Darlingside brings unique sound to Providence

Darlingside brings unique sound to Providence

Musical group Darlingside brings its folk Americana sound to the Columbus Theatre in Providence on Sunday, Dec. 9, at 8 p.m. (Photo courtesy of Cameron Gee)

PROVIDENCE – Darlingside’s “signature superpower harmonies” draw frequent comparisons to late-60s groups such as Crosby, Stills & Nash, Simon & Garfunkel, and The Byrds, but the group says their “penchant for science fiction and speculative futurism” counters any attempt to label them “retro.”

Surrounding a single condenser microphone, each member’s individual talent shines through multiple instruments while the quartet’s unique ability to create a fifth instrument using their combined voices is brought to life.

The group will be at the Columbus Theatre in Providence this Sunday, Dec. 9. For tickets to the 8 p.m. show, visit columbustheatre.com/event/darlingside/ .

Auyon Mukharji, who along with college friends Don Mitchell, Harris Paseltiner and David Senft created Darlingside, said the group loves bringing its signature folk Americana sound, all through one microphone, around the globe. One microphone and lots of instrument switching is not the way most people perform, he said, but it works for this group.

Sunday’s performance will also feature the “beautiful music”of Vermont’s Henry Jamison, he said.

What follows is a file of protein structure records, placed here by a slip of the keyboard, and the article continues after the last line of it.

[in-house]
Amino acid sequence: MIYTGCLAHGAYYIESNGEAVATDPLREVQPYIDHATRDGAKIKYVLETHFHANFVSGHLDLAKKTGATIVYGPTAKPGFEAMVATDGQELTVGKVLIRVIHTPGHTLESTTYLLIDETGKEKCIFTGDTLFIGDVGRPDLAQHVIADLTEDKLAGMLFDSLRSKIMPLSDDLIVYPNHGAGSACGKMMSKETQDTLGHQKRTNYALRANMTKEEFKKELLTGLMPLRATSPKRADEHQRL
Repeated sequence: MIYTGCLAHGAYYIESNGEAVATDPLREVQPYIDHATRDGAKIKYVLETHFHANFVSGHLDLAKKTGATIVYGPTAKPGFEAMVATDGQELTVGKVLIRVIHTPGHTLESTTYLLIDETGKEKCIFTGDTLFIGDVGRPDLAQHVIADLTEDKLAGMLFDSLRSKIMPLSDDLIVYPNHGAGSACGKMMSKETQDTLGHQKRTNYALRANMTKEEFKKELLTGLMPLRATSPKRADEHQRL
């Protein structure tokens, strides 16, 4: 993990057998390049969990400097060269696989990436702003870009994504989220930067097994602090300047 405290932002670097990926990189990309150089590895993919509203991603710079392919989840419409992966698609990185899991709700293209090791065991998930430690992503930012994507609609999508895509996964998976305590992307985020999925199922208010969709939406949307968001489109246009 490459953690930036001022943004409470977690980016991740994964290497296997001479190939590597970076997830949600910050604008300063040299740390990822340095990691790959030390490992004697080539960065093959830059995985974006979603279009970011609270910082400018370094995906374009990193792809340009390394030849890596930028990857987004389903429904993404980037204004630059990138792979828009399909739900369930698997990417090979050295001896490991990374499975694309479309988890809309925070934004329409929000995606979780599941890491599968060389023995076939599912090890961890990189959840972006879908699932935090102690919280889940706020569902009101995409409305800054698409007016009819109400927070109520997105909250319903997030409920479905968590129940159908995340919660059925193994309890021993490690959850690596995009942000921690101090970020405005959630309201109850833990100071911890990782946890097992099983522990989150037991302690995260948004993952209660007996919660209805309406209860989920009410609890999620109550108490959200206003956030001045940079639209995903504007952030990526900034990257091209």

Darlingside just received a nomination for the 2019 UK Americana Music Association’s “International Song of the Year” Award for their track “Hold Your Head Up High.” They are currently on tour supporting recent album “Extralife,” which NPR Music coined as “poetic” and “evocative of feeling.” “Extralife” takes a beautiful, haunting look at society through a dystopian lens, offering a unique and unspoken post-apocolyptic perspective of the current social climate. The Boston Globe describes Darlingside as “a bold-roast blend of coffeehouse folk, sparse lyrical poetry, ‘70s-era male harmonies, bluegrass strings, and dreamy ambience.”

Mukharji said his group is “extremely proud” of “Extralife,” and even those who have seen recent performances will hear some new tunes Sunday. Group members are also very excited to be bringing lights along for the show, which he said will elevate it a bit.

Entertainment is one thing, said Mukharji, but the most impactful music transports someone to another place. There’s a “transportive” quality to art in general, and it’s right there in Darlingside’s work, he said. Sunday’s show will have serious elements, but the performers also add lighthearted aspects as they interact and improvise with the audience.

All four group members write their music together, which can be a slow-moving process but creates a better and more powerful classically written final product, he said.

To see the group’s NPR Tiny Desk performance, visit www.npr.org/series/tiny-desk-concerts and search Darlingside.